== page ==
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I apologize. First of all, I am (criminally, as they’re gorgeous) incapable of taking a good enough picture of these lemons. Second, I have two articles due on Monday, neither of which are remotely done, and nowhere near enough time between now and then. I’m saving my words! Third, I don’t know what to do with this little treasure trove yet. I’m still considering. Do you use Meyer lemons? Do you have any great ideas?
If you’re looking for ideas, here’s what I did with some of my lemons last year:
I have something to tell you. Up to now, this blog has been decidedly positive. We tell you how much we love a food item, give a little run-down on why we like it, maybe give a glowing description and a couple preparation suggestions. Then you get the recipe. This is good. And positive. Everything’s all right here at Supper in Stereo.
But here’s my confession– I’m not generally sunny. I’m a whiner, a complainer, a look-on-the-dark-side kind of person. I complain about my job, curse the cloudy weather, call my cat stupid.
Actually, I only did that last one once. And I felt really bad afterwards.
I’m working on it, I am. But sometimes Carlo’s and my self-imposed exercise of listing three good things that happened every day ends up sounding something like this: Today is over. I survived today. I can go to bed now. This, my friends, is not positive.
Sometimes when you’re busy feeling grey like this, food falls by the wayside. Oh, we still eat, of course. But cookies turn out tough and floury, soup tasteless, meat dry. And we dutifully shovel it in, to get enough energy to slog through another day. January and February are especially bad when you live in a wintry climate. We’re lucky to get one sunny day a week and the rest of the days are plodding and overcast. They’re not even grey, they’re just… nothing.
Have you had enough yet?
Then listen: every once in a while, even I have to poke my head up and say “wait, this is pretty good.” The other night, Carlo and I were contemplating a beautiful pan of chicken parts scattered with chunks of lemon and rosemary that we were about to roast (the recipe was yet another gift from my generous aunt and uncle, and I’ll pass it on to you soon). It was gorgeous, even uncooked, and we could tell just by looking that it was going to be delicious. Carlo said “man, we have it pretty good.” And I agreed.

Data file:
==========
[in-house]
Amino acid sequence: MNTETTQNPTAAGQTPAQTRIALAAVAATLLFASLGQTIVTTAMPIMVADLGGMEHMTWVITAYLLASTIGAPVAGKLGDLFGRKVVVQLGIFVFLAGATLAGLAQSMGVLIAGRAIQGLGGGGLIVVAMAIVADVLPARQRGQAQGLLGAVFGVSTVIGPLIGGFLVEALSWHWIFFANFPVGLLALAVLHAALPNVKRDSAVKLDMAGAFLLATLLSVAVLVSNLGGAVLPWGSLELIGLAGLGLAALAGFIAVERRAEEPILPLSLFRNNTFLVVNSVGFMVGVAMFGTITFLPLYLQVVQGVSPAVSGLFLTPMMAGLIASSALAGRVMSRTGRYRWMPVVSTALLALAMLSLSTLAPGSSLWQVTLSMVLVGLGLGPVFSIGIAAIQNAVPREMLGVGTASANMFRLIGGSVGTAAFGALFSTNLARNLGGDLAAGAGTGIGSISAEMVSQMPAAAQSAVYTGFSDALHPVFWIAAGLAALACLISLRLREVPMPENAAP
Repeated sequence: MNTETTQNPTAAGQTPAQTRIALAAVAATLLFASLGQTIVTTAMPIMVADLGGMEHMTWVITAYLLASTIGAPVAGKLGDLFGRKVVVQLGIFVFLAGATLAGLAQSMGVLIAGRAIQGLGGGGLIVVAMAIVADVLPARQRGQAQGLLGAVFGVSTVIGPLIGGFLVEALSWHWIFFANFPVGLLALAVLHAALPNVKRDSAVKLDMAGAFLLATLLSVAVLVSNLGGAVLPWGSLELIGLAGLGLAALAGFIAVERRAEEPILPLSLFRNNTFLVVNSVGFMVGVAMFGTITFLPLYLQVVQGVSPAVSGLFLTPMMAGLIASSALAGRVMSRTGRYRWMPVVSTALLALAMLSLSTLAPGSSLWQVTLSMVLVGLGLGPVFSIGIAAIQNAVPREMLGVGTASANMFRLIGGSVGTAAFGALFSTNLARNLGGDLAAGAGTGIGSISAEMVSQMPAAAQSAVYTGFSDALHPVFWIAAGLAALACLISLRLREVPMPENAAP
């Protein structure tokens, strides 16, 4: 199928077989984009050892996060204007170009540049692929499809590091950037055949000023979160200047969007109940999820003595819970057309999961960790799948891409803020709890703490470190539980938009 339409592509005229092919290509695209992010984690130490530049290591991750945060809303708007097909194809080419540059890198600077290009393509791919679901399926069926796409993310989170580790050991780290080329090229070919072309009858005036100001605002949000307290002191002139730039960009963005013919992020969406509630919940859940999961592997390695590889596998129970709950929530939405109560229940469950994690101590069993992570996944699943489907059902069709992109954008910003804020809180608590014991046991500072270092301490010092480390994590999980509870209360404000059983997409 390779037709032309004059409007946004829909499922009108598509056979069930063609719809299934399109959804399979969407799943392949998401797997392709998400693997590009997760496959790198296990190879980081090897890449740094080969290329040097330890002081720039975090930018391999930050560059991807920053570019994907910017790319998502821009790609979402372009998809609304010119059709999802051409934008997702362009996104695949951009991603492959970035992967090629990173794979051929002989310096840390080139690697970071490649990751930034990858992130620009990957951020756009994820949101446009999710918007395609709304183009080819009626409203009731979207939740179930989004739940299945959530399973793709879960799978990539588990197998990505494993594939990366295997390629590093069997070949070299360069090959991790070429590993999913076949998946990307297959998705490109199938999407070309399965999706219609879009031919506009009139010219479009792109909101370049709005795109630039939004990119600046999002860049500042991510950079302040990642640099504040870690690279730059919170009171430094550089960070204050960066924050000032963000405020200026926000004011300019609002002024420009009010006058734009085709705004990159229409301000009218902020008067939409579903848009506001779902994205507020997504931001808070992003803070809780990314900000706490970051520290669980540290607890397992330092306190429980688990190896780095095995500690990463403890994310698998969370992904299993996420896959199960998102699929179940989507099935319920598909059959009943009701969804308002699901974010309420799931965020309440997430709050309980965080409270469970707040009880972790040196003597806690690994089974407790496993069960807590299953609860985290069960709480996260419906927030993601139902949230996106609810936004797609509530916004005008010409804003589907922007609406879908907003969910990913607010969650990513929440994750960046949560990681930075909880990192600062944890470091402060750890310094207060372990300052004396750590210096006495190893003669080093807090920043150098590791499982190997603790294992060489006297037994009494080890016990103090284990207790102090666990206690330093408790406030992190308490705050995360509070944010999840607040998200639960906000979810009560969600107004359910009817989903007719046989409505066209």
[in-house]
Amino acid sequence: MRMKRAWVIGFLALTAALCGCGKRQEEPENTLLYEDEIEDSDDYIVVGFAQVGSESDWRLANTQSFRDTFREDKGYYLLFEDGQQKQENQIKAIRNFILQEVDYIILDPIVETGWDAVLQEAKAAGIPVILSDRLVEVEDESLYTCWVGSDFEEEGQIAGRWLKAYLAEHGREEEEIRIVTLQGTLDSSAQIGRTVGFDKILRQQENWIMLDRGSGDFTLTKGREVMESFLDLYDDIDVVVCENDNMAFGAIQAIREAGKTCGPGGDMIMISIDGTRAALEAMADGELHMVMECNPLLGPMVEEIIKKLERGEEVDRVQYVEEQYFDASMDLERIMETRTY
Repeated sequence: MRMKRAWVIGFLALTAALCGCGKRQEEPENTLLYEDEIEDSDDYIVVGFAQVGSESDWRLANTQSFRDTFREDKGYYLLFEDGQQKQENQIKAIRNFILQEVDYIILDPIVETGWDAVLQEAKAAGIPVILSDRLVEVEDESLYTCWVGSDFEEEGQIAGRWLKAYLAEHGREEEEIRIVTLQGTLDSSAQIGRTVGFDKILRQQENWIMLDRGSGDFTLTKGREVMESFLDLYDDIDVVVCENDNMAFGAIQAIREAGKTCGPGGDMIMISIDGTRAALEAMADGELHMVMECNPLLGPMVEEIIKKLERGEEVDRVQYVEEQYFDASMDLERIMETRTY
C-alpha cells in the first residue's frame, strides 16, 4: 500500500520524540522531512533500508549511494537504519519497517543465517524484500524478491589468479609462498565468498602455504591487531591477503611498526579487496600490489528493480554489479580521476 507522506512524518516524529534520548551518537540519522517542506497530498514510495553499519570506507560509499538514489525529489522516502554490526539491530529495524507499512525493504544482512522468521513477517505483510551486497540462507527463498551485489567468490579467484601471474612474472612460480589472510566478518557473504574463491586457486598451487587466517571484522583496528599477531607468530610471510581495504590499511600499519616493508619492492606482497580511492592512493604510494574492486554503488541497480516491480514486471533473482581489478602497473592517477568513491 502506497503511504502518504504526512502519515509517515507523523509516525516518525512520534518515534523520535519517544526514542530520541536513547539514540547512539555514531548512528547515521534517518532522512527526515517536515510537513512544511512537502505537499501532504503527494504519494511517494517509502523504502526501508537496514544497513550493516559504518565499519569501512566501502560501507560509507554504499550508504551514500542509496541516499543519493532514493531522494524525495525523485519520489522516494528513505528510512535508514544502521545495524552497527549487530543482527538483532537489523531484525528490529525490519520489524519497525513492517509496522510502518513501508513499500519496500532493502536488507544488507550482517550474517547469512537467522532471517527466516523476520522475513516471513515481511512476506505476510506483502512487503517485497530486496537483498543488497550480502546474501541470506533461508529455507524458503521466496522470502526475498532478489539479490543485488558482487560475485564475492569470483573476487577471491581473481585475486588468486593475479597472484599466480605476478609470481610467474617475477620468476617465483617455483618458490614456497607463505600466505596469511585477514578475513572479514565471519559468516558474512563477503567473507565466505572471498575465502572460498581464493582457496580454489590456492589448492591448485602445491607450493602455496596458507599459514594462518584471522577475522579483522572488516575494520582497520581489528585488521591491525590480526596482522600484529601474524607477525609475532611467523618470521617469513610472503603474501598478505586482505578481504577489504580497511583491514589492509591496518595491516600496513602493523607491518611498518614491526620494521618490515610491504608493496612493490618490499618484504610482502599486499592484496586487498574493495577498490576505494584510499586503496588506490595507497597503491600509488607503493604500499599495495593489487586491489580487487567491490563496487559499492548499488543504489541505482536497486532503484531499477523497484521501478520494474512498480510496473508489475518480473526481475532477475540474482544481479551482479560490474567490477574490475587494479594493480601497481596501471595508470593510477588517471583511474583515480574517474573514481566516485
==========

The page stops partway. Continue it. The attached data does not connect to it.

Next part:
I had another moment like this the other night, standing in the kitchen, sticking my tongue out while I took a paring knife to the skins of our last Meyer lemons. I was sticking my tongue out because I was concentrating on only getting skin and not pith, so that the mini batch of limoncello that I was preparing wouldn’t come out with any bitterness at all. To be honest, the task of carefully peeling thin-skinned lemons isn’t really all that fun. I was tense and my shoulders were aching. But at the other end of the counter, Carlo was preparing a batch of one of our favorite ice creams. He was talking himself through the steps, pretending to host a cooking show (sample instructions: “…then you take a thing… or a spoon… and you move the stuff in the bowl around with it.” Sample banter: “I’m okay! Do you like me? You’re okay!”). If I wasn’t concentrating so hard, I would have been giggling. Carlo finished preparing his ice cream, and I finished peeling my lemons (it took me 30 minutes for four lemons– that’s dedication). Then Carlo put his ice cream into the ice cream machine and I put my limoncello in the cupboard to steep.
It’s just a little jar, mind you. I only had four lemons left (and incidentally, the more-than-half-empty bottle of vodka on our bar had the exact right amount of alcohol left, which was a nice coincidence). When the limoncello’s finished, it will be enough for a few sips, not much else. But I still like knowing that it’s sitting in the cool darkness of our cupboard, getting more and more delicious, waiting for us. You can steep your limoncello anywhere from two weeks to four months. I’m leaving mine there for all of February. We’ll see how I feel come March.
I’ll let you know how the limoncello turned out in a couple months. And Carlo’s ice cream? It was perfect, perfect. Life is good and we are lucky. I just don’t feeling like talking about it.
BROWN SUGAR SOUR CREAM ICE CREAM